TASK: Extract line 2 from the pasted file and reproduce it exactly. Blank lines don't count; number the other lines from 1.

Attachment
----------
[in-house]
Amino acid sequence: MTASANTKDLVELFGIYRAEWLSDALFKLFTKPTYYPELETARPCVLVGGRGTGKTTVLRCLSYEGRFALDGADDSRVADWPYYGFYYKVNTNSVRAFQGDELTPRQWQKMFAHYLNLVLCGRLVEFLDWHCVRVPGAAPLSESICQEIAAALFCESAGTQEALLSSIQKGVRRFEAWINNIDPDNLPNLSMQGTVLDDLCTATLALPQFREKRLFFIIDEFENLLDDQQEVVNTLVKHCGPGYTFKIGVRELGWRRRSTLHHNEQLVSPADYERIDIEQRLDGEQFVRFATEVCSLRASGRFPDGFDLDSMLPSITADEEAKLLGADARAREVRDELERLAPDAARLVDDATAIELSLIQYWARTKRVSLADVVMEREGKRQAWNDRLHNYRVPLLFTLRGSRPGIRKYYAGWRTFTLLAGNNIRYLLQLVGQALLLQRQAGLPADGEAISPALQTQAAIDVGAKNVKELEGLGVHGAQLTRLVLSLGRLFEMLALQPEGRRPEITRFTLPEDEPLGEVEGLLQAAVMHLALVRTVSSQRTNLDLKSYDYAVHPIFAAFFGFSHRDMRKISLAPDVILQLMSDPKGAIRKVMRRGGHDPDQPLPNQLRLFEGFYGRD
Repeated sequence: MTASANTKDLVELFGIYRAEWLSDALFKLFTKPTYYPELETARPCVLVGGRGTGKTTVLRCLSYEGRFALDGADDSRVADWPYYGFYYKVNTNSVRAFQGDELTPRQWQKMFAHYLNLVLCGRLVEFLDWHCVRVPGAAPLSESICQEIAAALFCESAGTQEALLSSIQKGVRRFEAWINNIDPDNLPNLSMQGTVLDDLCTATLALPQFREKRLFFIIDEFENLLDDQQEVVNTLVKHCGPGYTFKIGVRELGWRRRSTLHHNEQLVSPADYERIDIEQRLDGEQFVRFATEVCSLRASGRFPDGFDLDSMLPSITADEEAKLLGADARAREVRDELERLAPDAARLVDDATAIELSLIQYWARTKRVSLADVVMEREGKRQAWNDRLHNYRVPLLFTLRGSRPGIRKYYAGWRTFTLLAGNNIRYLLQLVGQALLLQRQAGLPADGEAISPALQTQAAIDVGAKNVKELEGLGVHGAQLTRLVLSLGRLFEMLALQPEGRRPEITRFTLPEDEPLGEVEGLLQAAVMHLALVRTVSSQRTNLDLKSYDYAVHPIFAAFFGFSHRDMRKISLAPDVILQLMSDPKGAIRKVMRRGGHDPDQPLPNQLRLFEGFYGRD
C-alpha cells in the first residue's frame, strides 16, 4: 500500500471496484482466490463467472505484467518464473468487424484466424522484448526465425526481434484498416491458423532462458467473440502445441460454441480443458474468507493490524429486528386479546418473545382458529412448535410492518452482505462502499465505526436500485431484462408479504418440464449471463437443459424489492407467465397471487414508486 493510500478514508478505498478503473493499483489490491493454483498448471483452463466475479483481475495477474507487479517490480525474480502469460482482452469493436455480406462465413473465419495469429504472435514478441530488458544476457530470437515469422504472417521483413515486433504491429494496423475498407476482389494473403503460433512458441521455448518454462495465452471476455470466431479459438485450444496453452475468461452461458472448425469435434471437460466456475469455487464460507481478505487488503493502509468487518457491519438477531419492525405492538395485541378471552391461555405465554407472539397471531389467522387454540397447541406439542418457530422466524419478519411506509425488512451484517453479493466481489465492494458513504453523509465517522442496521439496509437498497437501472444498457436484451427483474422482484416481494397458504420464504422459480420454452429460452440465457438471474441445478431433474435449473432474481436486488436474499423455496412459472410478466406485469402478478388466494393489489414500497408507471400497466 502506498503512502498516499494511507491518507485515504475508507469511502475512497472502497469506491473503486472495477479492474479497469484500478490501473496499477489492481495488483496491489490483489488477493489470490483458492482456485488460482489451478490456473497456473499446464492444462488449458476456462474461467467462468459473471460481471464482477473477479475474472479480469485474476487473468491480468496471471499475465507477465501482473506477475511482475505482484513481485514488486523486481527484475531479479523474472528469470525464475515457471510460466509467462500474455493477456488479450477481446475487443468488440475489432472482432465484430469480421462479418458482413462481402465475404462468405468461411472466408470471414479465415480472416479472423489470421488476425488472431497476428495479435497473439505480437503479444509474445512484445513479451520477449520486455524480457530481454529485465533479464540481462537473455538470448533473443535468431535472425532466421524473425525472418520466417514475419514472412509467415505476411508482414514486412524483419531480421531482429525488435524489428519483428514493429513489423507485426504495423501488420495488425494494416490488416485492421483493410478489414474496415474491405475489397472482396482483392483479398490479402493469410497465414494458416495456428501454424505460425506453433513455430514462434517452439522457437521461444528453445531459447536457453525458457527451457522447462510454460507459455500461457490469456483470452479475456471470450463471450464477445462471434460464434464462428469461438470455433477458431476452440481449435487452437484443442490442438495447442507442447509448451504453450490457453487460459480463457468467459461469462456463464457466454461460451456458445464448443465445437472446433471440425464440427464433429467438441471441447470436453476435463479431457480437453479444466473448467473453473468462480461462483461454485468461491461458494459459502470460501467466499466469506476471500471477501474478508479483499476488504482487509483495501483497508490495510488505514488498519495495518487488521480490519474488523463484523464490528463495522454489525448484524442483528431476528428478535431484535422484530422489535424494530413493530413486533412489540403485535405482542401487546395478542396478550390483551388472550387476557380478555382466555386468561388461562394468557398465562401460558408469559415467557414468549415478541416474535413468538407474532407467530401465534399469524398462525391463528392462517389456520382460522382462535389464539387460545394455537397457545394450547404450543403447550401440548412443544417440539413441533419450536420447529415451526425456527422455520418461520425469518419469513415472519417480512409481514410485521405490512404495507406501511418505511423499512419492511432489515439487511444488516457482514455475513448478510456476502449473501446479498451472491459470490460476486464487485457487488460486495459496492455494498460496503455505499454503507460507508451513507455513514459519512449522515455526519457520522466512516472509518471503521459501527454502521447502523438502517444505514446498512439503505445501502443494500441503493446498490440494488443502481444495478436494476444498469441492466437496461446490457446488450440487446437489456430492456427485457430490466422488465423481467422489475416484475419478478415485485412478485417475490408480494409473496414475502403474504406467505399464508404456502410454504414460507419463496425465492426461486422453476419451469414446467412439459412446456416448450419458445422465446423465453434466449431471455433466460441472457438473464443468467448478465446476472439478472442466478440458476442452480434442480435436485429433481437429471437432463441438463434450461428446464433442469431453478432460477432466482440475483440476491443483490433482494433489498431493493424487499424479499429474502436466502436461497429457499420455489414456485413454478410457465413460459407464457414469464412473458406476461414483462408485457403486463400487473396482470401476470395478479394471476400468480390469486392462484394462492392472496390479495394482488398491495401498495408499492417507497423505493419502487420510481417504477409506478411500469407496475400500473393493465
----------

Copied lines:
Amino acid sequence: MTASANTKDLVELFGIYRAEWLSDALFKLFTKPTYYPELETARPCVLVGGRGTGKTTVLRCLSYEGRFALDGADDSRVADWPYYGFYYKVNTNSVRAFQGDELTPRQWQKMFAHYLNLVLCGRLVEFLDWHCVRVPGAAPLSESICQEIAAALFCESAGTQEALLSSIQKGVRRFEAWINNIDPDNLPNLSMQGTVLDDLCTATLALPQFREKRLFFIIDEFENLLDDQQEVVNTLVKHCGPGYTFKIGVRELGWRRRSTLHHNEQLVSPADYERIDIEQRLDGEQFVRFATEVCSLRASGRFPDGFDLDSMLPSITADEEAKLLGADARAREVRDELERLAPDAARLVDDATAIELSLIQYWARTKRVSLADVVMEREGKRQAWNDRLHNYRVPLLFTLRGSRPGIRKYYAGWRTFTLLAGNNIRYLLQLVGQALLLQRQAGLPADGEAISPALQTQAAIDVGAKNVKELEGLGVHGAQLTRLVLSLGRLFEMLALQPEGRRPEITRFTLPEDEPLGEVEGLLQAAVMHLALVRTVSSQRTNLDLKSYDYAVHPIFAAFFGFSHRDMRKISLAPDVILQLMSDPKGAIRKVMRRGGHDPDQPLPNQLRLFEGFYGRD